Vincent Lecavalier

Flyers added two major veteran presences this summer


While the Philadelphia Flyers’ overhauled goaltending remains their biggest X-factor, it was far from the only significant change they made this summer.

After failing to get Ryan Suter or Shea Weber in the summer of 2012, the Flyers left nothing to chance by acquiring the rights to offensive defenseman Mark Streit from the New York Islanders so that they could sign the soon-to-be unrestricted defenseman to a four-year, $21 million contract.

At the age of 35, Streit is not a long-term solution for Philadelphia like Suter or Weber would have been. However, he does give them some of the things they lost when Chris Pronger suffered a concussion. He’s capable of leading a squad after serving as the New York Islanders’ team captain and he’ll pitch in with the man advantage.

“[Streit is] the type of defenseman we need,” Paul Holmgren said, according to, “a guy who can play on the power play, a guy who can provide offense [at] 5-on-5, a defenseman who gets up in the rush and joins the rush, and at times can lead the rush and make plays come out of our end.”

They also signed another captain, this time from the Tampa Bay Lightning, in Vincent Lecavalier. His previous contract was bought out and with it the expectations that came from the monster 11-year, $85 million deal.

His injury history is an area of concern, but Lecavalier gives the Flyers more depth up the middle and figures to be a significant factor offensively. While his 108-point campaign is far behind him, the 33-year-old did score at least 20 goals in 12 straight seasons before the shortened campaign.

Along with goaltender Ray Emery, the additions of Streit and Lecavalier have given the Flyers plenty to be hopeful about.

“I go into every season optimistic and excited,” Flyers owner Ed Snider said. “But this is very unique, to have three outstanding players on the podium at the same time that we recently signed. You don’t add three terrific players like that without getting better.

“We’re better, no question about it.”

Kings GM says Mike Richards went into ‘a destructive spiral’

Mike Richards

The Los Angeles Kings may owe Mike Richards money until 2031 (seriously), but in settling his grievance, the team and player more or less get to turn the page.

Not before Kings GM Dean Lombardi shares his sometimes startling perspective, though.

Lombardi has a tendency to be candid, especially in the press release-heavy world of sports management. Even by his standards, his account of Richards’ “destructive sprial” is a staggering read from the Los Angeles Times’ Lisa Dillman.

“Without a doubt, the realization of what happened to Mike Richards is the most traumatic episode of my career,” Lombardi said in a written summation he provided to the Los Angeles Times. “At times, I think that I will never recover from it. It is difficult to trust anyone right now – and you begin to question whether you can trust your own judgment. The only thing I can think of that would be worse would be suspecting your wife of cheating on you for five years and then finding out in fact it was true.”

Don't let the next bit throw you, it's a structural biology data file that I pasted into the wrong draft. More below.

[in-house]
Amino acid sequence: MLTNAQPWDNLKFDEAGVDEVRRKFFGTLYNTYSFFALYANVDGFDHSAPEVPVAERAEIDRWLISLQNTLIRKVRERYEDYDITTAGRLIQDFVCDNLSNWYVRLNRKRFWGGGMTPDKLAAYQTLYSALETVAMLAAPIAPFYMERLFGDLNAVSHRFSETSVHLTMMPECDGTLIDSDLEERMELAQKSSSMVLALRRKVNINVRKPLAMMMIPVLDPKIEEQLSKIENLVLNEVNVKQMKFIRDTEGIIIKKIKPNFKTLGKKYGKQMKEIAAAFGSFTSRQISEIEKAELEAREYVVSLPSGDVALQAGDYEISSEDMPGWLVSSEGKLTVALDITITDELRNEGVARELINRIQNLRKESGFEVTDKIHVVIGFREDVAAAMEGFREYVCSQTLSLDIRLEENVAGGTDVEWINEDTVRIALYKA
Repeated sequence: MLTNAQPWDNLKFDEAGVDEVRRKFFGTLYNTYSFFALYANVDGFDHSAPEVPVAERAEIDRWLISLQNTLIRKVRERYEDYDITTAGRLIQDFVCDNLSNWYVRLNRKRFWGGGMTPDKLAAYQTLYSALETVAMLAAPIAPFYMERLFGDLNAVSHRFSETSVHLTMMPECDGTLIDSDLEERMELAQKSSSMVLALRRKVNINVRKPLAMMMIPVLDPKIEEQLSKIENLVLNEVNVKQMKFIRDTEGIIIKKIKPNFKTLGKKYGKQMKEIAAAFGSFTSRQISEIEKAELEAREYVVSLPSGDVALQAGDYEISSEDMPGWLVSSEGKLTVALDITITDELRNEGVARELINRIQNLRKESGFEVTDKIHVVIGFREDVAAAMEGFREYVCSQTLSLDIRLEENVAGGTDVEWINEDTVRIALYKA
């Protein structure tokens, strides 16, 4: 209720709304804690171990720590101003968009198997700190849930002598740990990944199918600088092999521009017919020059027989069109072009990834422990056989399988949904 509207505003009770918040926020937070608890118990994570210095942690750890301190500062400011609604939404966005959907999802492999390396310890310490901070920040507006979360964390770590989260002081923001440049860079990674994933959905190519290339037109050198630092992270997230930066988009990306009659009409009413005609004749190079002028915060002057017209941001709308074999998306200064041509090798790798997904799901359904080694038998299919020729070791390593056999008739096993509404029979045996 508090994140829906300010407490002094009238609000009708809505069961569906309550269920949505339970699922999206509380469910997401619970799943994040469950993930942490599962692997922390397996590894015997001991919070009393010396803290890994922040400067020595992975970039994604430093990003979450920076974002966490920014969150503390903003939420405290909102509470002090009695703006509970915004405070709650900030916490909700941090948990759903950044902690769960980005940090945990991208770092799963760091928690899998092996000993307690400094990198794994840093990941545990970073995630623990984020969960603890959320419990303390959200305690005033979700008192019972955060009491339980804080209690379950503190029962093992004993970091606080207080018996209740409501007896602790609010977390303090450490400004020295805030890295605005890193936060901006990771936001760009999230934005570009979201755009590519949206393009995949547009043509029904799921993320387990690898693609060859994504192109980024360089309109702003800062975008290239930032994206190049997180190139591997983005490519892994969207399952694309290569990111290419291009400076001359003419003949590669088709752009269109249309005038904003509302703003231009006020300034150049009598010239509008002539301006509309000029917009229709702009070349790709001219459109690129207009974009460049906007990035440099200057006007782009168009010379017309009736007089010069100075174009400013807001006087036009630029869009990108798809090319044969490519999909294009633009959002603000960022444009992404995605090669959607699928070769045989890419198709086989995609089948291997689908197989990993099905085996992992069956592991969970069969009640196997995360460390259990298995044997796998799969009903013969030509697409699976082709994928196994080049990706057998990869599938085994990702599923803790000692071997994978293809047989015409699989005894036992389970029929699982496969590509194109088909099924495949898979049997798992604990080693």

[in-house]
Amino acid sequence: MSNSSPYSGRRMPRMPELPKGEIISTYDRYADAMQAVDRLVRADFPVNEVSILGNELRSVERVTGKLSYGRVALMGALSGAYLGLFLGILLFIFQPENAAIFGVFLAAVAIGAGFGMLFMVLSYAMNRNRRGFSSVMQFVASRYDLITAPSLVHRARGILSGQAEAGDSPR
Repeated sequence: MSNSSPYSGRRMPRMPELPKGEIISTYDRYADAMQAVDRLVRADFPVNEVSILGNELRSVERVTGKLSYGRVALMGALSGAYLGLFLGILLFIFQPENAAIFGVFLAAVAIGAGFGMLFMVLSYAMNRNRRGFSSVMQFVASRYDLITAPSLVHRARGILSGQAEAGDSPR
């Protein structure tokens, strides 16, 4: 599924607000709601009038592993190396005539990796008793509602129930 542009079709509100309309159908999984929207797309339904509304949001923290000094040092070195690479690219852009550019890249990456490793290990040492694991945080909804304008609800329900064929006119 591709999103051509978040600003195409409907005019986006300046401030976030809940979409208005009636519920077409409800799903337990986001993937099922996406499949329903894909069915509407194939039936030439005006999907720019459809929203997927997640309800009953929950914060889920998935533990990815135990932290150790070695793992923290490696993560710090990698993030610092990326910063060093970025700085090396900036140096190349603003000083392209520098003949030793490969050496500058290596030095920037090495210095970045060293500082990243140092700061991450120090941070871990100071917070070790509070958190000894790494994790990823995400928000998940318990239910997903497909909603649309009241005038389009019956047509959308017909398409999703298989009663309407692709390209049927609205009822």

Lombardi provides plenty of eyebrow-raising statements to Dillman, including:

  • He believed he “found his own Derek Jeter” in Richards, a player who “at one time symbolized everything that was special about the sport.”
  • Lombardi remarked that “his production dropped 50 percent and the certain ‘it’ factor he had was vaporizing in front of me daily.”
  • The Kings GM believes that he was “played” by Richards.

… Yeah.

Again, it’s a powerful read that you should soak in yourself, even if you’re unhappy with the way the Kings handled the situation.

Maybe the most pressing of many lingering questions is: will we get to hear Richards’ side of the story?

Coyotes exploit another lousy outing from Quick

Jonathan Quick

Despite owning two Stanley Cup rings, there are a healthy number of people who aren’t wild about Jonathan Quick.

Those people might feel validated through the Los Angeles Kings’ first two games, as he followed a rough loss to the San Jose Sharks with a true stinker against the Arizona Coyotes on Friday.

Sometimes a goalie has a bad night stats-wise, yet his team is as much to blame as anything else. You can probably pin this one on Quick, who allowed four goals on just 14 shots through the first two periods.

Things died down in the final frame, but let’s face it; slowing things down is absolutely the Coyotes’ design with a 4-1 lead (which ultimately resulted in a 4-1 win).


A soft 1-0 goal turned out to be a sign of things to come:

Many expected the Kings to roar into this second game after laying an egg in their opener. Instead, the Coyotes exploited Quick’s struggles for a confidence-booster, which included key prospect Max Domi scoring a goal and an assist.

It’s worth mentioning that Mike Smith looked downright fantastic at times, only drawing more attention to Quick’s struggles.


After a troubled summer and a failed 2014-15 season, Los Angeles was likely eager to start things off the right way.

Instead, they instead will likely focus on the fact that they merely dropped two (ugly) games.